Grades 912
Discover How Two Way Tables Are Used To Determine Auto Insurance Deductibles and Premiums
Standards
Concepts
Students collect data from a handson activity involving Colors Goldfish® Baked Snack Crackers to learn how to create a twoway table, find the marginal distribution, and find the conditional distribution. Students then use given data to find marginal and conditional distributions to determine which groups are at higher risks of receiving a traffic ticket. Lastly, students use this information and investigate other factors to determine how insurance companies compute auto insurance deductibles and premium payments.
Time Required
60 minutes
Will Be Able To
 Create a twoway table.
 Find marginal distributions.
 Find conditional distributions.
 Analyze data to determine high, medium and low risk groups.
 Define insurance, premiums, and deductible.
 Explain why different people pay different amounts in insurance premiums and deductibles.
Materials

How Two Way Tables Are Used To Determine Auto Insurance Deductibles And Premiums. PowerPoint presentation  PDF presentation

Large bag of Colors Goldfish® Baked Snack Crackers (enough for each group to get approximately a cup of Goldfish)

Paper plates or paper towels, one for each group

Activity 1 and Activity 2, one for each student

Activity 1 Answer Key and Activity 2 Answer Key, one for the teacher
 Calculator, one for each student
Assessment Activity
Class of Travel  Survived  Died  Total 
First Class  197  122  
Second Class  94  167  
Third Class  151  476  
Total 

According to the data, how many total passengers were on the Titanic?
 442
 765
 995

[1207]

What is the marginal distribution of Third Class passengers who died?
 [39.43%]
 48.37%
 62.22%

75.92%

Of the passengers who survived what is the conditional distribution of those who were First Class?
 61.76%
 54.37%
 [44.57%]

16.32%

Why do you think an insurance company would ask a potential customer how many speeding tickets they received in the past five years? [Being given a speeding ticket is a sign that a driver is a higher risk for auto insurance companies. If the potential customer is higher risk, his or her premiums and deductibles would be higher.]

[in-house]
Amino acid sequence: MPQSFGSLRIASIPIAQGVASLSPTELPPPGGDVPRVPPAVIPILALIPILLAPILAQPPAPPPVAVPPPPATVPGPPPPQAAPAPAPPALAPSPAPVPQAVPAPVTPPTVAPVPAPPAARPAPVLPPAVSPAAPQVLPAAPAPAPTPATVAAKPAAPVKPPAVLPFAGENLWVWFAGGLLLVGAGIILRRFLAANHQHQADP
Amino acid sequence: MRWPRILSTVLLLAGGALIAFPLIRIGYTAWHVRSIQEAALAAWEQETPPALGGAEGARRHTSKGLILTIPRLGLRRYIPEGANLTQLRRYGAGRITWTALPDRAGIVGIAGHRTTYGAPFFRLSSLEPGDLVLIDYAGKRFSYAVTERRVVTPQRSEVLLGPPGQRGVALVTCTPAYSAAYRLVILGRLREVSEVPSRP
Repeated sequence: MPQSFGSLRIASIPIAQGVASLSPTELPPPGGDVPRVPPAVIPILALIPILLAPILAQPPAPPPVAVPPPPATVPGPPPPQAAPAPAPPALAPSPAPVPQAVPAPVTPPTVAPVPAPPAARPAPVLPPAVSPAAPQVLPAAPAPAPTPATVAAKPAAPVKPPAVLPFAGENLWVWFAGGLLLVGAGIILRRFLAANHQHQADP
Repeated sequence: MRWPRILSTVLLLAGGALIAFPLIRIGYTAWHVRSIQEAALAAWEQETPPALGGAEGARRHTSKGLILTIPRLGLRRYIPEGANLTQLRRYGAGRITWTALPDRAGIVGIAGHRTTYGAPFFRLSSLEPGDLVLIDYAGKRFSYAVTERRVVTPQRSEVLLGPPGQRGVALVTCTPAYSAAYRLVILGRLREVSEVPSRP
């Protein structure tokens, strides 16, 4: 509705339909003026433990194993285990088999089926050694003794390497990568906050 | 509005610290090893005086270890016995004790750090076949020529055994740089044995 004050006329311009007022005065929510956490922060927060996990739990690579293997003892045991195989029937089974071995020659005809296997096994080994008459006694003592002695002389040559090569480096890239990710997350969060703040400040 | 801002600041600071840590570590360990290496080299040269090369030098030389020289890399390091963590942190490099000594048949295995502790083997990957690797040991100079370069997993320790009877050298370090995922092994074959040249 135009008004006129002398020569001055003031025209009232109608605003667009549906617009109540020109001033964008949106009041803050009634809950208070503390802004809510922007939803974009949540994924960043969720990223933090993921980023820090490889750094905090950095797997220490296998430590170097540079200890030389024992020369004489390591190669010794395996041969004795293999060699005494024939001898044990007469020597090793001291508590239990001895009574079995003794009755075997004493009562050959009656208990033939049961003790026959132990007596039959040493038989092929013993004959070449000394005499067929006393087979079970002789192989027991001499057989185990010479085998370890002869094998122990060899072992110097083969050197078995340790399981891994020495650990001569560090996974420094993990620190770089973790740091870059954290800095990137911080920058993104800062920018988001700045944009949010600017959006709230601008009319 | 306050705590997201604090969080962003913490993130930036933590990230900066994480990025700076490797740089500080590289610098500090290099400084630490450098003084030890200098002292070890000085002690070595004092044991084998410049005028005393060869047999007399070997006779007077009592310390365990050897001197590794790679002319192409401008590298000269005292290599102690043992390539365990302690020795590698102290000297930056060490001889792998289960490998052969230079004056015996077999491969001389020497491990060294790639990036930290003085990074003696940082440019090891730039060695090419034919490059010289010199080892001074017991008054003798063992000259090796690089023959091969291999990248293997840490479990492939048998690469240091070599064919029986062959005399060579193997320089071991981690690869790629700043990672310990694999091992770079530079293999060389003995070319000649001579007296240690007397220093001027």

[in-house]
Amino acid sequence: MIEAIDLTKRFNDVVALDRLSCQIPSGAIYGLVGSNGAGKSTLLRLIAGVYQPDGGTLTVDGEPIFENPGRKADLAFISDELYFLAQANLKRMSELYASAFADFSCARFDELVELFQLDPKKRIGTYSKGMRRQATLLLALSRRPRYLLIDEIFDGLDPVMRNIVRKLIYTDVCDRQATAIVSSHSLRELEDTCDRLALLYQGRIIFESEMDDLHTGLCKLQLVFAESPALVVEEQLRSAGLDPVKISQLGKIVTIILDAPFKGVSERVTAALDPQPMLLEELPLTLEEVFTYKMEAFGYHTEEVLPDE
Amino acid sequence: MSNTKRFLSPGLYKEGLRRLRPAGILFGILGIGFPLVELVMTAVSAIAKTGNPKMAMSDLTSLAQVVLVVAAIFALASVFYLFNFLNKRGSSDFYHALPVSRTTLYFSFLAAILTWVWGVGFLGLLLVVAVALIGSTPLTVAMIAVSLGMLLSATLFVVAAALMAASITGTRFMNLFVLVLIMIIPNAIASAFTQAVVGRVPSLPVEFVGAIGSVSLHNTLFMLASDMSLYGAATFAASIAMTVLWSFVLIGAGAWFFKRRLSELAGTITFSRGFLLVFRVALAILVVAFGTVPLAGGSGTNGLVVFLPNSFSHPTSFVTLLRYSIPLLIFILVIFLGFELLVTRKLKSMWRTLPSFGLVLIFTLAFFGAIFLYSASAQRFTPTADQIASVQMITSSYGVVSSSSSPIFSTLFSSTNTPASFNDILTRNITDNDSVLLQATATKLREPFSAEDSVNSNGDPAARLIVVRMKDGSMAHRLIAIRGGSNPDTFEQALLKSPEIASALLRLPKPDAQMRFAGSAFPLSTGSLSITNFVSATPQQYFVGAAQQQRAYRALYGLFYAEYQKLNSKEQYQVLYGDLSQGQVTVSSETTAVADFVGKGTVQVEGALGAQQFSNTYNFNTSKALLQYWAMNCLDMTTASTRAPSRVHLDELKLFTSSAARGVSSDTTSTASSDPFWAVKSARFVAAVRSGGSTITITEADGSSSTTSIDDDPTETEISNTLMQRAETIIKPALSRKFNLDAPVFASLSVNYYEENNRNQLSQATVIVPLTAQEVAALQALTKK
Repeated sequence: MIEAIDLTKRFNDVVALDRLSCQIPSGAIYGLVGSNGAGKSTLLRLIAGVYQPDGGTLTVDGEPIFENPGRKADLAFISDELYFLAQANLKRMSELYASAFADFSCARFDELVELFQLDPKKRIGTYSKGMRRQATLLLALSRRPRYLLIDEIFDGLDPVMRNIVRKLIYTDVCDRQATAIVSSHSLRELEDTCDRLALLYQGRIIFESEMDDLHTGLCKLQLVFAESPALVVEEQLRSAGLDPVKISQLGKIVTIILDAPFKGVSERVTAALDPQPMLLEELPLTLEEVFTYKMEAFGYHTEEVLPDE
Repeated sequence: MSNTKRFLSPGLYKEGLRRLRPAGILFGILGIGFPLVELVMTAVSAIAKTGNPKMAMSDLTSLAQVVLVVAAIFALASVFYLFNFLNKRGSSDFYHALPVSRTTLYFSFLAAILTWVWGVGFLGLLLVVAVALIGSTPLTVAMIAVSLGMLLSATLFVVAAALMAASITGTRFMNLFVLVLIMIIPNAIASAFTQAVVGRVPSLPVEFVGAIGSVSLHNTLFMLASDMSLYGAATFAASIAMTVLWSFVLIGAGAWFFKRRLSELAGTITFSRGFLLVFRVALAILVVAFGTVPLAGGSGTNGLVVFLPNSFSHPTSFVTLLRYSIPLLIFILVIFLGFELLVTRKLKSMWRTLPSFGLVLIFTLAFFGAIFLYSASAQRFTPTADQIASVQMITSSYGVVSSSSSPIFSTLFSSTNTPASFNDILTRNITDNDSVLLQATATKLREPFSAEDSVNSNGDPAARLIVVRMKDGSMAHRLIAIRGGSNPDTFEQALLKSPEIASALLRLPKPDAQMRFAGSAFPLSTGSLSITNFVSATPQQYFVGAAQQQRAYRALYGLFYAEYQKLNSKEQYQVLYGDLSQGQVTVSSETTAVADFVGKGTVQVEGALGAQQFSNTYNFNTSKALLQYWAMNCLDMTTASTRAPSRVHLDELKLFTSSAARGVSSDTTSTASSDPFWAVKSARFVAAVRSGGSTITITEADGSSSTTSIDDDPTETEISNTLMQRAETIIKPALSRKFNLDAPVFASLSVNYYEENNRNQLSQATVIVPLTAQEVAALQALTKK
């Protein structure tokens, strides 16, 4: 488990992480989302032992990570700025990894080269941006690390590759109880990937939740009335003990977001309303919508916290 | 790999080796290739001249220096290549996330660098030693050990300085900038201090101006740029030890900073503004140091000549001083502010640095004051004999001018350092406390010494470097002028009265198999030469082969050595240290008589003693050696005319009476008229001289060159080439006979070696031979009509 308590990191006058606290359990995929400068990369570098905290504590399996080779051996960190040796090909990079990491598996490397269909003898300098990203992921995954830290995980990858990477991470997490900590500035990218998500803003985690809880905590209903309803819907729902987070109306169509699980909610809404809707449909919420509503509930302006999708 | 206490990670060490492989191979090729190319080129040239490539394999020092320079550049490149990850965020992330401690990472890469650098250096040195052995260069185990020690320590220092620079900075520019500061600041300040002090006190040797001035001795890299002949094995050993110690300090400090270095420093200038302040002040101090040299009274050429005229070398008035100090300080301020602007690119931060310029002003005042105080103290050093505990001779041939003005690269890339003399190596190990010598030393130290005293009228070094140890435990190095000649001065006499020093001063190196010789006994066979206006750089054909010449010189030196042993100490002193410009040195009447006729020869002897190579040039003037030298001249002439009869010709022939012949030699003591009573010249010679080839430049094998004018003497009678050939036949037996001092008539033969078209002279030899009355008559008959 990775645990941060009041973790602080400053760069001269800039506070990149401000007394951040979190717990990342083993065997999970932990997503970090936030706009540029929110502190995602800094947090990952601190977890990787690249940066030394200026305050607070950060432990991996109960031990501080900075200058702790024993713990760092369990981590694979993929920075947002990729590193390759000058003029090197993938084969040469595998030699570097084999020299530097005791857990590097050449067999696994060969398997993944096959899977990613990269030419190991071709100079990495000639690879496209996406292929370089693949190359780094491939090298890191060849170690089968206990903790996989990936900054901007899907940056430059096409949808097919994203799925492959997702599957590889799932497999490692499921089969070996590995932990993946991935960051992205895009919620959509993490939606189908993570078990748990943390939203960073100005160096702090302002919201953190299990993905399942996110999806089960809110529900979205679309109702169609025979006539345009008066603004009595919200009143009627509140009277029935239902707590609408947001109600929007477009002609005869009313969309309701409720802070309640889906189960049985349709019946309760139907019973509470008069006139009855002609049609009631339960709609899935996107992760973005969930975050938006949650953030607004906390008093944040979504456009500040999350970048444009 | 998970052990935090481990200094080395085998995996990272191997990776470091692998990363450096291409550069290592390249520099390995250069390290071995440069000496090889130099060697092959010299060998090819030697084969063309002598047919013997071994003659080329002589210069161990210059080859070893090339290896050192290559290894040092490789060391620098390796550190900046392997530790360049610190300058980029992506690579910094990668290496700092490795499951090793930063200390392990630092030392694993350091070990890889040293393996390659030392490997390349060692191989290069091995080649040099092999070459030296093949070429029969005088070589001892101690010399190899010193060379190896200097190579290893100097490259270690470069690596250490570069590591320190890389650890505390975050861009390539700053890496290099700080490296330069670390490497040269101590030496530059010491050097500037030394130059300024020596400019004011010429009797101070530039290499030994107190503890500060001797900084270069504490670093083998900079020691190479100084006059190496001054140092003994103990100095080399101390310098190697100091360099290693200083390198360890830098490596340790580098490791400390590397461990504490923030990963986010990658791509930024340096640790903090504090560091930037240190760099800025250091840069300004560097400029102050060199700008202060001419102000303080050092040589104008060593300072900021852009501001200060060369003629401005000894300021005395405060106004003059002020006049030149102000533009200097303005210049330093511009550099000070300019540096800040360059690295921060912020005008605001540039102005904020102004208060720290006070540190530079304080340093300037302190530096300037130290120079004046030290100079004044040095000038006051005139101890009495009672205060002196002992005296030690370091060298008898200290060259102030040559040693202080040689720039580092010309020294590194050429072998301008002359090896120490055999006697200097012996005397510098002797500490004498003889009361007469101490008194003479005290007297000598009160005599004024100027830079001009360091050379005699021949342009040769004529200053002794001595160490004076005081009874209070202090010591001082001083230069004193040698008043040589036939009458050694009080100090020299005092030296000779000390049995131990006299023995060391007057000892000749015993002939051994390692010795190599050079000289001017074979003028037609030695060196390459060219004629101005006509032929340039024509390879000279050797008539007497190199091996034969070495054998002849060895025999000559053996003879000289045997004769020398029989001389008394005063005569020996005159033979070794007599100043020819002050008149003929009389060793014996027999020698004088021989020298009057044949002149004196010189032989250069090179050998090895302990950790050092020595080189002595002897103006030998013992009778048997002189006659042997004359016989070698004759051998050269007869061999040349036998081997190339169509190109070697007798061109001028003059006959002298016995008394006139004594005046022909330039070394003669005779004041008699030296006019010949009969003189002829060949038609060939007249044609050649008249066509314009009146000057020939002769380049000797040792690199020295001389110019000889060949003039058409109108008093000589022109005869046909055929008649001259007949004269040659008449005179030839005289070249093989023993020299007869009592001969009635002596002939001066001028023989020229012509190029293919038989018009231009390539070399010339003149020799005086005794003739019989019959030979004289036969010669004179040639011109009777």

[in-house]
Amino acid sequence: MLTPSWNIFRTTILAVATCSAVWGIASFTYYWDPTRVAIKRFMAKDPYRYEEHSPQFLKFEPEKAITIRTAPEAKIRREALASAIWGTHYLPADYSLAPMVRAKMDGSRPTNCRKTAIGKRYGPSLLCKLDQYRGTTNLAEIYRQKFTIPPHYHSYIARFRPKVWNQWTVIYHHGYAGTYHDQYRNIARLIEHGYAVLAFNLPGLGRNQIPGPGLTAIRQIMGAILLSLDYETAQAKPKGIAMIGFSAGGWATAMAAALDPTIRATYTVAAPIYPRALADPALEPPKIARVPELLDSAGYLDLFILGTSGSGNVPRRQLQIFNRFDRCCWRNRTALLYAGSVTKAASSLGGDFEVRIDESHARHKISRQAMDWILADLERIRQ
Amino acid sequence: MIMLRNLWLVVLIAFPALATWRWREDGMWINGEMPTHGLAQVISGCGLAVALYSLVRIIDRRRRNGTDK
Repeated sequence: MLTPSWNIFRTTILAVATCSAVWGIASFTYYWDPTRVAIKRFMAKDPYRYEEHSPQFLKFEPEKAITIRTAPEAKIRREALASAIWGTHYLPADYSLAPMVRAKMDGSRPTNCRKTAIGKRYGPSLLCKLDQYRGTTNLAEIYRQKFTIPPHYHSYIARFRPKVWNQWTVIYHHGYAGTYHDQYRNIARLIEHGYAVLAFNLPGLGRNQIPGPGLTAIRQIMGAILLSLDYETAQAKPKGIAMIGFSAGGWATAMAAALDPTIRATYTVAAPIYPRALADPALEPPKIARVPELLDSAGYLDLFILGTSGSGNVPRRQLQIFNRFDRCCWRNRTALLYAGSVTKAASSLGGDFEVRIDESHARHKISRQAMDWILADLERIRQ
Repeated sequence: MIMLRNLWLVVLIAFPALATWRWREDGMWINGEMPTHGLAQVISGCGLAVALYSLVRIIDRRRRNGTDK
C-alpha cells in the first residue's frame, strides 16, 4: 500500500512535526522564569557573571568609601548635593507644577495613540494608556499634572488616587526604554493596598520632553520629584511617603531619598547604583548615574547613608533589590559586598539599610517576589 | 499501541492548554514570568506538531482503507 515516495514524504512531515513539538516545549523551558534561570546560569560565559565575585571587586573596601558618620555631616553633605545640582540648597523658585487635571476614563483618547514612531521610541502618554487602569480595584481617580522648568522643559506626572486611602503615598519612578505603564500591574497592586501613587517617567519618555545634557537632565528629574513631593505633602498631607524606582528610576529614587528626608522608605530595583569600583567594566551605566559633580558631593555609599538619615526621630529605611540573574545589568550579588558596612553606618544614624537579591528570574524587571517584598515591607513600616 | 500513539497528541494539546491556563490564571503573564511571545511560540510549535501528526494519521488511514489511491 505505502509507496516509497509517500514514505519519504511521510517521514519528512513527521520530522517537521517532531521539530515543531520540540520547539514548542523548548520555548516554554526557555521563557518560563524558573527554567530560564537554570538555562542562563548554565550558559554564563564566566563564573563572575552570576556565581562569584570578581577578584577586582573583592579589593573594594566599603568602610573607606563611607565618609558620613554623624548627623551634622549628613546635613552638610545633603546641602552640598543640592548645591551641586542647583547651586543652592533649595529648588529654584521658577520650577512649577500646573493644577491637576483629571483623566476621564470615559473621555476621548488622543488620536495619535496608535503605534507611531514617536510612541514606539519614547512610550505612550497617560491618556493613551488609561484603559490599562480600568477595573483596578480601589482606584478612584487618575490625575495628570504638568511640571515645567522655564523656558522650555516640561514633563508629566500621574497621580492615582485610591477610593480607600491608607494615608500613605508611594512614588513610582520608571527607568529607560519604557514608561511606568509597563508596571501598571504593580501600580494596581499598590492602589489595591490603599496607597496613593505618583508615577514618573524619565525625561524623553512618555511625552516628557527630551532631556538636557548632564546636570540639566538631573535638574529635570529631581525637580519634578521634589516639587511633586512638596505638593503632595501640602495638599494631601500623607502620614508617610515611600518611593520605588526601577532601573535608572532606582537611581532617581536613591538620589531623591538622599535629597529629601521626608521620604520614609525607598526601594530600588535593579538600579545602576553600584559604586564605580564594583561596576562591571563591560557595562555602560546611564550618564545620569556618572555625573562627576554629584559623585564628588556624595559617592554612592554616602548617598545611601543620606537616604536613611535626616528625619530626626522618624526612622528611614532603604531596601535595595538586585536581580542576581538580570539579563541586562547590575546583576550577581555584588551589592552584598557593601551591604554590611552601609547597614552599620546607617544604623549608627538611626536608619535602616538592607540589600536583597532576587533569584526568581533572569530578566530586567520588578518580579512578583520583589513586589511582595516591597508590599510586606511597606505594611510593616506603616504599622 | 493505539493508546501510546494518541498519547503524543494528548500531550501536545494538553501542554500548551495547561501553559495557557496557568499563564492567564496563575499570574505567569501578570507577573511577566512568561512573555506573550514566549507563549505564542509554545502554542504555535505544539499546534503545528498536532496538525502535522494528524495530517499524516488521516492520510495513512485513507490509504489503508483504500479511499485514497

Why do parents often require their own teenage children to attend a driver’s safety or driver’s education class? [Parents often pay for their teenage children’s insurance premiums. By attending a driver’s safety or driver’s education class, insurance companies view the driver as a lower risk and consequently charge lower amounts for premiums.]
Conclusion

Discuss the following:
 How do you find a marginal distribution? [Divide the total in each cell by the total for the table and then multiply by 100.]

How do you find a conditional distribution? [Divide each value by the amount of the other related value and multiply by 100.]

What is risk? [The chance of loss or harm.]

What is insurance? [An agreement between an insurance company and a policyholder that allows the policyholder to transfer risk by paying a fee now to avoid the possibility of a larger loss later.]

How is risk related to premiums and deductibles that people pay for insurance? [Level of risk and amounts charged for premiums and deductibles by insurance companies are directly correlated. The higher the risk, the higher premiums and deductibles will be. People can sometimes reduce premiums by agreeing to pay higher deductibles.]

What is automobile insurance? [Auto insurance is a type of property insurance that pays for damages or losses to the insured’s car. Auto insurance often includes liability coverage for actions of the insured that cause harm to other people or their property.]

Which groups present higher risk when it comes to auto insurance? [Men present greater risk than women, teenage males more risk than teenage girls, younger drivers more than middleaged drivers, older drivers more than middleaged drivers.]
 What behaviors can you control in order to be lower risk for automobile insurance? [Control speed, control whether you drink and drive, control whether you text and drive, and choose whether to take driver education classes.]
Overview
Assessment